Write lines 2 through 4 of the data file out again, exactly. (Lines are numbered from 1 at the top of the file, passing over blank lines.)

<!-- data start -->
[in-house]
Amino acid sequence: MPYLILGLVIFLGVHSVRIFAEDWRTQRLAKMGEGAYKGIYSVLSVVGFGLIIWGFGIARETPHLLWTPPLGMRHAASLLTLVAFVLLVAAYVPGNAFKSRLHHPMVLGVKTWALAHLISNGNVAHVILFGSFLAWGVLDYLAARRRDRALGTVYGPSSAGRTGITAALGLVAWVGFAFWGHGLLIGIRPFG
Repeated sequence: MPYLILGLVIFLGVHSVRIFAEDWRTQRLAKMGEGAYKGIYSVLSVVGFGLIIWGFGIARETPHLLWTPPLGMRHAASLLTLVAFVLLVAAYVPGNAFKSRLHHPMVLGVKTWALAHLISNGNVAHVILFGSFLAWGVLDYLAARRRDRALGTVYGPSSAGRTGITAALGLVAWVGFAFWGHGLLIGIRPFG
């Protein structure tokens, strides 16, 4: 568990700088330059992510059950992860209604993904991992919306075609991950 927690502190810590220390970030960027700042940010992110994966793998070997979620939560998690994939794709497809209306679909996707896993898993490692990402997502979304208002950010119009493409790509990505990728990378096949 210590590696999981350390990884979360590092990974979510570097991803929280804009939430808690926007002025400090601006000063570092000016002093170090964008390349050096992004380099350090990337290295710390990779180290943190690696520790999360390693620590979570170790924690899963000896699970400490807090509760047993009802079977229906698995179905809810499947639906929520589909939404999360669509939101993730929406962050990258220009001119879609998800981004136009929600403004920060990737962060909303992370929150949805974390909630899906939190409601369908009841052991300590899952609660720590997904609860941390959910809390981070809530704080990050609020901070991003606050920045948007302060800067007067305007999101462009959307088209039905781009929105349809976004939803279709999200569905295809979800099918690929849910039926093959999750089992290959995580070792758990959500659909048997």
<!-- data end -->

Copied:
Amino acid sequence: MPYLILGLVIFLGVHSVRIFAEDWRTQRLAKMGEGAYKGIYSVLSVVGFGLIIWGFGIARETPHLLWTPPLGMRHAASLLTLVAFVLLVAAYVPGNAFKSRLHHPMVLGVKTWALAHLISNGNVAHVILFGSFLAWGVLDYLAARRRDRALGTVYGPSSAGRTGITAALGLVAWVGFAFWGHGLLIGIRPFG
Repeated sequence: MPYLILGLVIFLGVHSVRIFAEDWRTQRLAKMGEGAYKGIYSVLSVVGFGLIIWGFGIARETPHLLWTPPLGMRHAASLLTLVAFVLLVAAYVPGNAFKSRLHHPMVLGVKTWALAHLISNGNVAHVILFGSFLAWGVLDYLAARRRDRALGTVYGPSSAGRTGITAALGLVAWVGFAFWGHGLLIGIRPFG
């Protein structure tokens, strides 16, 4: 568990700088330059992510059950992860209604993904991992919306075609991950 927690502190810590220390970030960027700042940010992110994966793998070997979620939560998690994939794709497809209306679909996707896993898993490692990402997502979304208002950010119009493409790509990505990728990378096949 210590590696999981350390990884979360590092990974979510570097991803929280804009939430808690926007002025400090601006000063570092000016002093170090964008390349050096992004380099350090990337290295710390990779180290943190690696520790999360390693620590979570170790924690899963000896699970400490807090509760047993009802079977229906698995179905809810499947639906929520589909939404999360669509939101993730929406962050990258220009001119879609998800981004136009929600403004920060990737962060909303992370929150949805974390909630899906939190409601369908009841052991300590899952609660720590997904609860941390959910809390981070809530704080990050609020901070991003606050920045948007302060800067007067305007999101462009959307088209039905781009929105349809976004939803279709999200569905295809979800099918690929849910039926093959999750089992290959995580070792758990959500659909048997």